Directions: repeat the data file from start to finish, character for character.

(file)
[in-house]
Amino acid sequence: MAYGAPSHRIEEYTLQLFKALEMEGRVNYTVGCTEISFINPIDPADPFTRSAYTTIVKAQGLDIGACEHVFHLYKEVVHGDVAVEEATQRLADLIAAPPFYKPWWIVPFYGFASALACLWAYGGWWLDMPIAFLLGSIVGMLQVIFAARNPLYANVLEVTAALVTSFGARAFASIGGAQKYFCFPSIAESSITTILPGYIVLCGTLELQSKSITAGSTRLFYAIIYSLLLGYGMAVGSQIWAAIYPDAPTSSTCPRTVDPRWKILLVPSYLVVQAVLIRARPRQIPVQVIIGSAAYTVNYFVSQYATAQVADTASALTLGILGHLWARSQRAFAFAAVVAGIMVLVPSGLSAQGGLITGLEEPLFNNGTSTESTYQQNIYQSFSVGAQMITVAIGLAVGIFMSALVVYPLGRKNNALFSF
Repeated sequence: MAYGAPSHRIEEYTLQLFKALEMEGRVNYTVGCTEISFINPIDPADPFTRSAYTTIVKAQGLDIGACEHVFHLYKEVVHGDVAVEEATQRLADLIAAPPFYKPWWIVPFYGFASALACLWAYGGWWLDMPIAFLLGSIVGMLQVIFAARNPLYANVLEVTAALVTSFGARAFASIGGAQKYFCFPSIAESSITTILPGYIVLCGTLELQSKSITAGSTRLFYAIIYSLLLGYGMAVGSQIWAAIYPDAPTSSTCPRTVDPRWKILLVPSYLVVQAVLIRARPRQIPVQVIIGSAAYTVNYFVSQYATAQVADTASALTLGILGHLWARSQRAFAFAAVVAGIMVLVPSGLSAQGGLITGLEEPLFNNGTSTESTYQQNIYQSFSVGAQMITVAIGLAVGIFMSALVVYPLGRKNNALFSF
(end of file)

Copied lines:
[in-house]
Amino acid sequence: MAYGAPSHRIEEYTLQLFKALEMEGRVNYTVGCTEISFINPIDPADPFTRSAYTTIVKAQGLDIGACEHVFHLYKEVVHGDVAVEEATQRLADLIAAPPFYKPWWIVPFYGFASALACLWAYGGWWLDMPIAFLLGSIVGMLQVIFAARNPLYANVLEVTAALVTSFGARAFASIGGAQKYFCFPSIAESSITTILPGYIVLCGTLELQSKSITAGSTRLFYAIIYSLLLGYGMAVGSQIWAAIYPDAPTSSTCPRTVDPRWKILLVPSYLVVQAVLIRARPRQIPVQVIIGSAAYTVNYFVSQYATAQVADTASALTLGILGHLWARSQRAFAFAAVVAGIMVLVPSGLSAQGGLITGLEEPLFNNGTSTESTYQQNIYQSFSVGAQMITVAIGLAVGIFMSALVVYPLGRKNNALFSF
Repeated sequence: MAYGAPSHRIEEYTLQLFKALEMEGRVNYTVGCTEISFINPIDPADPFTRSAYTTIVKAQGLDIGACEHVFHLYKEVVHGDVAVEEATQRLADLIAAPPFYKPWWIVPFYGFASALACLWAYGGWWLDMPIAFLLGSIVGMLQVIFAARNPLYANVLEVTAALVTSFGARAFASIGGAQKYFCFPSIAESSITTILPGYIVLCGTLELQSKSITAGSTRLFYAIIYSLLLGYGMAVGSQIWAAIYPDAPTSSTCPRTVDPRWKILLVPSYLVVQAVLIRARPRQIPVQVIIGSAAYTVNYFVSQYATAQVADTASALTLGILGHLWARSQRAFAFAAVVAGIMVLVPSGLSAQGGLITGLEEPLFNNGTSTESTYQQNIYQSFSVGAQMITVAIGLAVGIFMSALVVYPLGRKNNALFSF